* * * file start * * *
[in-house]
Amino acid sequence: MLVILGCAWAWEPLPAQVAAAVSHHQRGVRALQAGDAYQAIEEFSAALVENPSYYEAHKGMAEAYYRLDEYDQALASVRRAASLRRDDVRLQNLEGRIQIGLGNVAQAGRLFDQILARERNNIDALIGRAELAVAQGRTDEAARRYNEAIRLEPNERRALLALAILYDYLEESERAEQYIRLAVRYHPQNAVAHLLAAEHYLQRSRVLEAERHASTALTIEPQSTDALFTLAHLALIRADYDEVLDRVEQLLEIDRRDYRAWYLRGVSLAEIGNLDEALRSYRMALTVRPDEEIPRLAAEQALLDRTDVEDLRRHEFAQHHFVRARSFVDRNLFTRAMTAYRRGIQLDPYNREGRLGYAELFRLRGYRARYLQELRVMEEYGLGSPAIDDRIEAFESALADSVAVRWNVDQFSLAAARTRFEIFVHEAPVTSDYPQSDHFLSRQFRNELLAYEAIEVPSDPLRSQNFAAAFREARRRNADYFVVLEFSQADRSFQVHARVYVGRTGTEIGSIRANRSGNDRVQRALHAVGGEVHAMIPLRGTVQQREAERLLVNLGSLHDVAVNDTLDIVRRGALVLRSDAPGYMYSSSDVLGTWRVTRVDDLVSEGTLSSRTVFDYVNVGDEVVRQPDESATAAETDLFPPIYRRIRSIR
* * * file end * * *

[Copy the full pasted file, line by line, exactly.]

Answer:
[in-house]
Amino acid sequence: MLVILGCAWAWEPLPAQVAAAVSHHQRGVRALQAGDAYQAIEEFSAALVENPSYYEAHKGMAEAYYRLDEYDQALASVRRAASLRRDDVRLQNLEGRIQIGLGNVAQAGRLFDQILARERNNIDALIGRAELAVAQGRTDEAARRYNEAIRLEPNERRALLALAILYDYLEESERAEQYIRLAVRYHPQNAVAHLLAAEHYLQRSRVLEAERHASTALTIEPQSTDALFTLAHLALIRADYDEVLDRVEQLLEIDRRDYRAWYLRGVSLAEIGNLDEALRSYRMALTVRPDEEIPRLAAEQALLDRTDVEDLRRHEFAQHHFVRARSFVDRNLFTRAMTAYRRGIQLDPYNREGRLGYAELFRLRGYRARYLQELRVMEEYGLGSPAIDDRIEAFESALADSVAVRWNVDQFSLAAARTRFEIFVHEAPVTSDYPQSDHFLSRQFRNELLAYEAIEVPSDPLRSQNFAAAFREARRRNADYFVVLEFSQADRSFQVHARVYVGRTGTEIGSIRANRSGNDRVQRALHAVGGEVHAMIPLRGTVQQREAERLLVNLGSLHDVAVNDTLDIVRRGALVLRSDAPGYMYSSSDVLGTWRVTRVDDLVSEGTLSSRTVFDYVNVGDEVVRQPDESATAAETDLFPPIYRRIRSIR